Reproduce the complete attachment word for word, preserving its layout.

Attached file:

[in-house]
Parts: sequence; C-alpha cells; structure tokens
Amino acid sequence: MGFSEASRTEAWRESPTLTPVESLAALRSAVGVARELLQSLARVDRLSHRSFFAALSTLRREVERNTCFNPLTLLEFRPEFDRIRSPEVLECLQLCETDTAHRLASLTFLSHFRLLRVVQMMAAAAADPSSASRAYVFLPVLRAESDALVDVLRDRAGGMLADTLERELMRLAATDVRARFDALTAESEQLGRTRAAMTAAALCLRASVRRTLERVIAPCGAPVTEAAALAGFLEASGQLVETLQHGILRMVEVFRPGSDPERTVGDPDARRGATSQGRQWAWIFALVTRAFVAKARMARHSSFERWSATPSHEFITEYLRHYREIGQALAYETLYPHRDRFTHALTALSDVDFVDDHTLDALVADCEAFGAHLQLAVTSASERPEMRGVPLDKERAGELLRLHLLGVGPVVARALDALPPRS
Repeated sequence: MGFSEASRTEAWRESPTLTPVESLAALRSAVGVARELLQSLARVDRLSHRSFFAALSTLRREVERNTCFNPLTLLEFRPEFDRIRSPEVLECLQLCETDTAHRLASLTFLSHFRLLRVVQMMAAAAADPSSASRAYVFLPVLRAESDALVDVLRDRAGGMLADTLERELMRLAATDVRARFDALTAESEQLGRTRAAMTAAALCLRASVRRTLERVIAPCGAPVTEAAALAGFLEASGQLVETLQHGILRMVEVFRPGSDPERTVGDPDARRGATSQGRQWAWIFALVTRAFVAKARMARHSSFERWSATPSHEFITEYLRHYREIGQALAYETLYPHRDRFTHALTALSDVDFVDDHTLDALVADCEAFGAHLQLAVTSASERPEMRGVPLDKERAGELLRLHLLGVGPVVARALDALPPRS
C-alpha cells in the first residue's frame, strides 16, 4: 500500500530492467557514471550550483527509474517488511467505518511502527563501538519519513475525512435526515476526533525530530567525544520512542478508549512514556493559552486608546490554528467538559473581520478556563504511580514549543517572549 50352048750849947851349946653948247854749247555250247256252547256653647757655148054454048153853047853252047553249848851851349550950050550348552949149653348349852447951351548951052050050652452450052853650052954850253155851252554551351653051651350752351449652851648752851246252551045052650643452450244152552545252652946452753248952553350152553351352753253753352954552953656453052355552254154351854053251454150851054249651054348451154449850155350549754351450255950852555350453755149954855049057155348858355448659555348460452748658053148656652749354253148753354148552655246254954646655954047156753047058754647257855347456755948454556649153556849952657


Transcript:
[in-house]
Parts: sequence; C-alpha cells; structure tokens
Amino acid sequence: MGFSEASRTEAWRESPTLTPVESLAALRSAVGVARELLQSLARVDRLSHRSFFAALSTLRREVERNTCFNPLTLLEFRPEFDRIRSPEVLECLQLCETDTAHRLASLTFLSHFRLLRVVQMMAAAAADPSSASRAYVFLPVLRAESDALVDVLRDRAGGMLADTLERELMRLAATDVRARFDALTAESEQLGRTRAAMTAAALCLRASVRRTLERVIAPCGAPVTEAAALAGFLEASGQLVETLQHGILRMVEVFRPGSDPERTVGDPDARRGATSQGRQWAWIFALVTRAFVAKARMARHSSFERWSATPSHEFITEYLRHYREIGQALAYETLYPHRDRFTHALTALSDVDFVDDHTLDALVADCEAFGAHLQLAVTSASERPEMRGVPLDKERAGELLRLHLLGVGPVVARALDALPPRS
Repeated sequence: MGFSEASRTEAWRESPTLTPVESLAALRSAVGVARELLQSLARVDRLSHRSFFAALSTLRREVERNTCFNPLTLLEFRPEFDRIRSPEVLECLQLCETDTAHRLASLTFLSHFRLLRVVQMMAAAAADPSSASRAYVFLPVLRAESDALVDVLRDRAGGMLADTLERELMRLAATDVRARFDALTAESEQLGRTRAAMTAAALCLRASVRRTLERVIAPCGAPVTEAAALAGFLEASGQLVETLQHGILRMVEVFRPGSDPERTVGDPDARRGATSQGRQWAWIFALVTRAFVAKARMARHSSFERWSATPSHEFITEYLRHYREIGQALAYETLYPHRDRFTHALTALSDVDFVDDHTLDALVADCEAFGAHLQLAVTSASERPEMRGVPLDKERAGELLRLHLLGVGPVVARALDALPPRS
C-alpha cells in the first residue's frame, strides 16, 4: 500500500530492467557514471550550483527509474517488511467505518511502527563501538519519513475525512435526515476526533525530530567525544520512542478508549512514556493559552486608546490554528467538559473581520478556563504511580514549543517572549 50352048750849947851349946653948247854749247555250247256252547256653647757655148054454048153853047853252047553249848851851349550950050550348552949149653348349852447951351548951052050050652452450052853650052954850253155851252554551351653051651350752351449652851648752851246252551045052650643452450244152552545252652946452753248952553350152553351352753253753352954552953656453052355552254154351854053251454150851054249651054348451154449850155350549754351450255950852555350453755149954855049057155348858355448659555348460452748658053148656652749354253148753354148552655246254954646655954047156753047058754647257855347456755948454556649153556849952657